After reading The Madness of Crowds by Louise Penny, her 17th Inspector Armand Gamache mystery novel, I wasn’t quite sure what to expect from the next one, only that there would likely be a next one. Something seemed off with The Madness of Crowds, and I couldn’t precisely say what it was, only that when you try to write fiction about a COVID pandemic, what you write can easily be out-of-date by the time the book is published.
The 18th Gamache novel is A World of Curiosities. The title is taken from an actual artwork, “The Paston Treasure,” painted about 1663 and now in the Norwich Castle Museum and Art Gallery in Norfolk, England. The artist is unknown; the painting is not signed. In A World of Curiosities, what looks like the painting is discovered in a hidden room in the home of Myrna Landers, who lives and operates the bookstore in Three Pines, where the Armand and Reine-Marie Gamache now live. On close examination, however, it’s realized that the painting is really a copy of the original, with a considerable number of changes.
How did it get there? How and when was the room hidden, when even Myrna Landers herself didn’t know it was there? What does it have to do with the death of a woman who may, or may not have, committed suicide in a nearby town? And someone in Three Pines is not who they say they are and may be determined to destroy Gamache and his family.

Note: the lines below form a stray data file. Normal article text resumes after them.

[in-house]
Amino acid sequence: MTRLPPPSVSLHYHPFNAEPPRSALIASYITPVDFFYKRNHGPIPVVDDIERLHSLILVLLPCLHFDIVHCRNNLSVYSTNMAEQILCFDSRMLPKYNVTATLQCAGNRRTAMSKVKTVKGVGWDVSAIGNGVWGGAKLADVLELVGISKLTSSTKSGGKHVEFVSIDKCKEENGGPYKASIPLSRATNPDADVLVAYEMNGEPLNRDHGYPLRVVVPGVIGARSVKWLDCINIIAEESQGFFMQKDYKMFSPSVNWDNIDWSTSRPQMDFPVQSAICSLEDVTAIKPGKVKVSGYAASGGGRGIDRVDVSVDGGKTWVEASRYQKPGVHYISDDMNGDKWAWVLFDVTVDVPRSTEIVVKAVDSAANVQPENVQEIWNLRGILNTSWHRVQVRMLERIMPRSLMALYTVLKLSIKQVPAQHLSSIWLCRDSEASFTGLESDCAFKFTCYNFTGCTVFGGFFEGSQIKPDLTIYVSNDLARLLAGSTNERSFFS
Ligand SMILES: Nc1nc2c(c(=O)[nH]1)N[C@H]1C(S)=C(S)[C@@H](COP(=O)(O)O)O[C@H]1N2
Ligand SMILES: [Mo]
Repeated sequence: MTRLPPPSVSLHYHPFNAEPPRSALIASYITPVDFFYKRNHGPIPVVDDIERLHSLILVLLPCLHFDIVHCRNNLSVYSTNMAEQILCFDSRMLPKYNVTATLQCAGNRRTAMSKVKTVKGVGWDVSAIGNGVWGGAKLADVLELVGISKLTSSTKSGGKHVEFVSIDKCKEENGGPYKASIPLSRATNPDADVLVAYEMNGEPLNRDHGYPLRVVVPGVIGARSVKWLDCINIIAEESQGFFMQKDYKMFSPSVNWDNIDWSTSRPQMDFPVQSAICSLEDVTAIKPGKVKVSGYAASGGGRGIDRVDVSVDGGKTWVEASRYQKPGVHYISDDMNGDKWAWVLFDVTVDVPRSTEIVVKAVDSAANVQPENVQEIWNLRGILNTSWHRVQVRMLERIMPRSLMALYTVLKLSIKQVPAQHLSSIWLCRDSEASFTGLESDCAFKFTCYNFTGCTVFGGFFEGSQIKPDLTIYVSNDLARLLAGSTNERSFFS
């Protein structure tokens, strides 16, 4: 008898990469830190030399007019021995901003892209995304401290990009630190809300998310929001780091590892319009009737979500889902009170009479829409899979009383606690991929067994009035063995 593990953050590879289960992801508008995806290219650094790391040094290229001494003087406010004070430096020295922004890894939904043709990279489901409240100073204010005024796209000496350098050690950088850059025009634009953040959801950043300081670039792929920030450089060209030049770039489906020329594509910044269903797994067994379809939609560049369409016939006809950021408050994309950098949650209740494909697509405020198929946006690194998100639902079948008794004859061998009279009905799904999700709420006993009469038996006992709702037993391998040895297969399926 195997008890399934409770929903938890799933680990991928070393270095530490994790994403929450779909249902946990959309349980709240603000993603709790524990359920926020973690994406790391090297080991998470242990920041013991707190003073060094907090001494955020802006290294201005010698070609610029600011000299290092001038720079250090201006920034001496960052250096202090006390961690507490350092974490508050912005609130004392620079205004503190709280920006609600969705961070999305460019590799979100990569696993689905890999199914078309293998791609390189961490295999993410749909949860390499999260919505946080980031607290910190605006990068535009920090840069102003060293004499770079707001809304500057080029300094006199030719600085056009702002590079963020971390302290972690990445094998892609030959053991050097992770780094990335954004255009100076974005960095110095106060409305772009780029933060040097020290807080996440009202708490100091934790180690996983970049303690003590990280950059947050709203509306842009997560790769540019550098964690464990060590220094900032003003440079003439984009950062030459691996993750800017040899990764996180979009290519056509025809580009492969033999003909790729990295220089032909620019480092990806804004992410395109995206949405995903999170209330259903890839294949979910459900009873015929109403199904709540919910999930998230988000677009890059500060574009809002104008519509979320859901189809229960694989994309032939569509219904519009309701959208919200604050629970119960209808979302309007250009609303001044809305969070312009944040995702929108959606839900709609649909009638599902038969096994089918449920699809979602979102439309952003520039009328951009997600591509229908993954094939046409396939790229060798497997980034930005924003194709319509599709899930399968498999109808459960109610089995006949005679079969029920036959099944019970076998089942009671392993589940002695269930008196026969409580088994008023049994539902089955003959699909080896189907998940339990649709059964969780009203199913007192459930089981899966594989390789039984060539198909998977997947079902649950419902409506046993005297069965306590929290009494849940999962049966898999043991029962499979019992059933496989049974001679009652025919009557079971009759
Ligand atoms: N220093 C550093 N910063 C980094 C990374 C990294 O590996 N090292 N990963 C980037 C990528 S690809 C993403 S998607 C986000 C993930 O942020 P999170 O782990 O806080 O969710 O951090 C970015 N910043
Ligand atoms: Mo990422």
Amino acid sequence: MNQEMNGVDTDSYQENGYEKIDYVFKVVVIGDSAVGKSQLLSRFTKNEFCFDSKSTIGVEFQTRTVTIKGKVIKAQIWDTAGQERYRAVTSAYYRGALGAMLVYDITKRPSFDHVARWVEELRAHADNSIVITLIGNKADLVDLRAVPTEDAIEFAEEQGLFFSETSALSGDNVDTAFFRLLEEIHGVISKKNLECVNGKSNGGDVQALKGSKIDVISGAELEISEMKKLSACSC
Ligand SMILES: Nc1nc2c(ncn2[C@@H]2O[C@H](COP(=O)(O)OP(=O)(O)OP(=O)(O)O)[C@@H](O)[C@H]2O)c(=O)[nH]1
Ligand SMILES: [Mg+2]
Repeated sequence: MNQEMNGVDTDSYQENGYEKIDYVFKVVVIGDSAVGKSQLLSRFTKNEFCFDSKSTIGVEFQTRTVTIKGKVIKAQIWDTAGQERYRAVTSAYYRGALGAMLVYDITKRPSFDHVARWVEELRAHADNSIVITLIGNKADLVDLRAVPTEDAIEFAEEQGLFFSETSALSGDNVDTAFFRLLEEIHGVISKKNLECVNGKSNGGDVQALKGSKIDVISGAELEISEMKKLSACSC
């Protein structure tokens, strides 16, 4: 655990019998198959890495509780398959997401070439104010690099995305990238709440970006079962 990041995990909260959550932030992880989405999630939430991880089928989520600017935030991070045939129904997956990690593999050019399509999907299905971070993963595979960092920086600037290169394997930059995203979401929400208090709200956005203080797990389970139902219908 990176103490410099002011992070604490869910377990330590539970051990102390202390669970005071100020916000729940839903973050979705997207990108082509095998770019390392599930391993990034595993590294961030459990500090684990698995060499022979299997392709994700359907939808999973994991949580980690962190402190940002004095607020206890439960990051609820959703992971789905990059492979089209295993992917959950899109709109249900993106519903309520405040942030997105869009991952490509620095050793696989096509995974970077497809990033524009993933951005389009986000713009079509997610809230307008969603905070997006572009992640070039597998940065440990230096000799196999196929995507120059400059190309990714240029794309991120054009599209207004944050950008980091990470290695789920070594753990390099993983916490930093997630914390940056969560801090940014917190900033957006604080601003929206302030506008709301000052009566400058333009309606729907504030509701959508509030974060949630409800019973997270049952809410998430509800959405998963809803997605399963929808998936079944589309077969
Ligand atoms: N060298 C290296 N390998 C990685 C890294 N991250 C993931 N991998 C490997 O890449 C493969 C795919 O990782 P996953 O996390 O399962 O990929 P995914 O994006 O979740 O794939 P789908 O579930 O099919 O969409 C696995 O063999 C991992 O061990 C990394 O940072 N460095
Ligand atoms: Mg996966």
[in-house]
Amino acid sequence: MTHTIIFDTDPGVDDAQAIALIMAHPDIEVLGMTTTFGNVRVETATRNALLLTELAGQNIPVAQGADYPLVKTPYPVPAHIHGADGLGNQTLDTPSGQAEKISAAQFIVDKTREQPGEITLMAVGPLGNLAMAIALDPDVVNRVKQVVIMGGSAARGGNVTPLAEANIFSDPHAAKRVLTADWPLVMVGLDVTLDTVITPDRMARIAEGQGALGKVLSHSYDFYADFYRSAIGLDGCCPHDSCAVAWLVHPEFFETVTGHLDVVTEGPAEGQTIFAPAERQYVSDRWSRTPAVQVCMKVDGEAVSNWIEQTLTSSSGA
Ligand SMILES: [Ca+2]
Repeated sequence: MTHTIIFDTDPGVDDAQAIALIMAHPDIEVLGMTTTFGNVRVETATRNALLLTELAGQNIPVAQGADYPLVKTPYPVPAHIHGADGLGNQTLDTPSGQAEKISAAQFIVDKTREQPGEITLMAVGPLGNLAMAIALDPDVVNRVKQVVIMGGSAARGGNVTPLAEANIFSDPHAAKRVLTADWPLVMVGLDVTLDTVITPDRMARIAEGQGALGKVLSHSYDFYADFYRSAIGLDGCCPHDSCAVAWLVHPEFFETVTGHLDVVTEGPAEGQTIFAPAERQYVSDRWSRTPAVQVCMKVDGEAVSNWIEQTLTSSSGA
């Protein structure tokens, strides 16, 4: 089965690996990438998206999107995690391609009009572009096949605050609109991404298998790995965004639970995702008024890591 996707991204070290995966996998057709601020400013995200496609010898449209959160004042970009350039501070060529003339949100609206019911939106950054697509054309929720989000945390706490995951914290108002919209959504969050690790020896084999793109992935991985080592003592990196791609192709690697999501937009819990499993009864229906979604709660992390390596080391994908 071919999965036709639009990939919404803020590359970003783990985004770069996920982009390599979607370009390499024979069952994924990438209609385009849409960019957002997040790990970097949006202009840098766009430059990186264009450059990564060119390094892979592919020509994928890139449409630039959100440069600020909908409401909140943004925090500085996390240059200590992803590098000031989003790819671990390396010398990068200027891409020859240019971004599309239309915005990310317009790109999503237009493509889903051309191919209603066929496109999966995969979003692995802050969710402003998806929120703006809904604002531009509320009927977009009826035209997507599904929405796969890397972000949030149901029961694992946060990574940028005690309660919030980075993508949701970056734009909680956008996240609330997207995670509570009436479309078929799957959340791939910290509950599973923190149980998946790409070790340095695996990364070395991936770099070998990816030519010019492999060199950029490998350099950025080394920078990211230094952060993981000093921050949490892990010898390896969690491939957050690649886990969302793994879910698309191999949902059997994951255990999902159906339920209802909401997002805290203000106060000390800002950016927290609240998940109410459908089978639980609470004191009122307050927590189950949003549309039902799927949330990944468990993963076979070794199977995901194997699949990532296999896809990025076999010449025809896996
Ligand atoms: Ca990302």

Penny combines the story of the painting with the back story of who Gamache and his chief lieutenant (and son-in-law) Jean-Guy Beauvoir came to work together – a horrific case in a small, isolated provincial town in Quebec in which the body of woman was found in a lake. It turned out that the woman has been prostituting her two young children, a brother and a sister. And now the two are living in Three Pines, and one, or both, may be psychopaths.
This is a dark, dark story. It has a fascinating, involved premise based on the painting. Penny writes a good story; she’s a wonderful storyteller. The last 50 pages will have you jumping up every two or three minutes to take a break from the tension.
What is disappointing, however, was something too many authors seem to be falling into. Instead of simply telling a story, some authors feel compelled to share their political views with the reader. Putting words in the mouths on beloved characters isn’t going to convince me that the author’s political views are correct. And it seems forced. I know now how Penny feels about gun control, police forces, the Catholic church, and religion in general. And it’s a problem for the story. Based strictly on the expressed political views, I predicted who the killer would be. And I got it exactly right. All of this detracts from what would be an otherwise fascinating, if very dark, story.
I bought the book in anticipation of reading another good Armand Gamache mystery. The story premise is indeed a good one. But injecting personal political beliefs into it makes it something less than what it might have been. I don’t need to spend $30 to learn about how a mystery writer feels about contemporary political issues.
Painting: The Paston Treasure, oil on cavas circa 1663 by an unknown artist; Norwich Castle Museum and Art Gallery.